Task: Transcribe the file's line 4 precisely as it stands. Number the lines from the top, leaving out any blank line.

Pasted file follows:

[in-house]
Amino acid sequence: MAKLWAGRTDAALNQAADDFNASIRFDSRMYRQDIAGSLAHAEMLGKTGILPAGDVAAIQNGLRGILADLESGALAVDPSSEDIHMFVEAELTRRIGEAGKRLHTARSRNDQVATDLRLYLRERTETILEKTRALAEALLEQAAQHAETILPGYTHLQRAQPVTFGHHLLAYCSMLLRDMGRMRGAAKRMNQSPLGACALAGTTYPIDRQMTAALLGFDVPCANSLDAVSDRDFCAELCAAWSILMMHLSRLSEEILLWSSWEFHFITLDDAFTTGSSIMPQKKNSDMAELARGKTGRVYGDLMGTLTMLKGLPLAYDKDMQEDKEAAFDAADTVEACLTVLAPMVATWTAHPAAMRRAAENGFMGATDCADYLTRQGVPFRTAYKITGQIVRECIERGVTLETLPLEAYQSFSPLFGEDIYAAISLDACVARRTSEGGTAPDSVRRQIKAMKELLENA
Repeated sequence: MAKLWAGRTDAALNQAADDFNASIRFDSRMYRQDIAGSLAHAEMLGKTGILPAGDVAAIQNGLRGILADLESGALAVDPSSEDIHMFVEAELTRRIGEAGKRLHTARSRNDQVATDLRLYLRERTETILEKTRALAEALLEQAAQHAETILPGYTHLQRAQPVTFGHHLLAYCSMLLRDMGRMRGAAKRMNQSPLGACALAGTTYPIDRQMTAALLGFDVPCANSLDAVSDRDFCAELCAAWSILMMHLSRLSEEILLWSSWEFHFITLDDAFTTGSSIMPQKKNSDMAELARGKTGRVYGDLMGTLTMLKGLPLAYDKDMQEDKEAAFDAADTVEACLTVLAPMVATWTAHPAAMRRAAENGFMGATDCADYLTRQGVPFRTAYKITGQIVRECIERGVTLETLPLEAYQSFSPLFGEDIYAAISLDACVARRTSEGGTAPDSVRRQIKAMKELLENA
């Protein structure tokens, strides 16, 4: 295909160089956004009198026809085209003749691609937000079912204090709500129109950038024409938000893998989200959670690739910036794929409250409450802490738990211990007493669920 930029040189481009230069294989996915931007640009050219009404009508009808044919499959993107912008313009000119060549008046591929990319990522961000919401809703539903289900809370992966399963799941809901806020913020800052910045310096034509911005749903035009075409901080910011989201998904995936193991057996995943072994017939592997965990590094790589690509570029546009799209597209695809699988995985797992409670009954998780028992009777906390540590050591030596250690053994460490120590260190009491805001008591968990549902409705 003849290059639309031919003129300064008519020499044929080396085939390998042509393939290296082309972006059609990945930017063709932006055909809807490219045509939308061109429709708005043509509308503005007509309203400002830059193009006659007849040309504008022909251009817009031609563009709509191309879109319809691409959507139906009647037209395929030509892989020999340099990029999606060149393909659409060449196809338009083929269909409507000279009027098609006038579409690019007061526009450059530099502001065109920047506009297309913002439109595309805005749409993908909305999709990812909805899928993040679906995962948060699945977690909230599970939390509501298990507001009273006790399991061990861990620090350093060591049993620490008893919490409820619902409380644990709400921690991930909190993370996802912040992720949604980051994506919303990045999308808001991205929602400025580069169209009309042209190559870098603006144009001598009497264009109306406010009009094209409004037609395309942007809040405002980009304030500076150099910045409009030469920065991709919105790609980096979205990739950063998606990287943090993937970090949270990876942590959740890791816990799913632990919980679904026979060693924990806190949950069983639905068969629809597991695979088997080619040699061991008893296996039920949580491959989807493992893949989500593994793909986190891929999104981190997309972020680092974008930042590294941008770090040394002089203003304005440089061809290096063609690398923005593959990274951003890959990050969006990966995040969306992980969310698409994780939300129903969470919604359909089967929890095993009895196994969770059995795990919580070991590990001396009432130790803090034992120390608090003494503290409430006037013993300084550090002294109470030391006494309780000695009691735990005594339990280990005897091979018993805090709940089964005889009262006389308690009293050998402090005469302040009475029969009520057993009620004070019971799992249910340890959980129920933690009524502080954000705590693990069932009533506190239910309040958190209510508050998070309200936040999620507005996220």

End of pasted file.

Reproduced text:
């Protein structure tokens, strides 16, 4: 295909160089956004009198026809085209003749691609937000079912204090709500129109950038024409938000893998989200959670690739910036794929409250409450802490738990211990007493669920 930029040189481009230069294989996915931007640009050219009404009508009808044919499959993107912008313009000119060549008046591929990319990522961000919401809703539903289900809370992966399963799941809901806020913020800052910045310096034509911005749903035009075409901080910011989201998904995936193991057996995943072994017939592997965990590094790589690509570029546009799209597209695809699988995985797992409670009954998780028992009777906390540590050591030596250690053994460490120590260190009491805001008591968990549902409705 003849290059639309031919003129300064008519020499044929080396085939390998042509393939290296082309972006059609990945930017063709932006055909809807490219045509939308061109429709708005043509509308503005007509309203400002830059193009006659007849040309504008022909251009817009031609563009709509191309879109319809691409959507139906009647037209395929030509892989020999340099990029999606060149393909659409060449196809338009083929269909409507000279009027098609006038579409690019007061526009450059530099502001065109920047506009297309913002439109595309805005749409993908909305999709990812909805899928993040679906995962948060699945977690909230599970939390509501298990507001009273006790399991061990861990620090350093060591049993620490008893919490409820619902409380644990709400921690991930909190993370996802912040992720949604980051994506919303990045999308808001991205929602400025580069169209009309042209190559870098603006144009001598009497264009109306406010009009094209409004037609395309942007809040405002980009304030500076150099910045409009030469920065991709919105790609980096979205990739950063998606990287943090993937970090949270990876942590959740890791816990799913632990919980679904026979060693924990806190949950069983639905068969629809597991695979088997080619040699061991008893296996039920949580491959989807493992893949989500593994793909986190891929999104981190997309972020680092974008930042590294941008770090040394002089203003304005440089061809290096063609690398923005593959990274951003890959990050969006990966995040969306992980969310698409994780939300129903969470919604359909089967929890095993009895196994969770059995795990919580070991590990001396009432130790803090034992120390608090003494503290409430006037013993300084550090002294109470030391006494309780000695009691735990005594339990280990005897091979018993805090709940089964005889009262006389308690009293050998402090005469302040009475029969009520057993009620004070019971799992249910340890959980129920933690009524502080954000705590693990069932009533506190239910309040958190209510508050998070309200936040999620507005996220």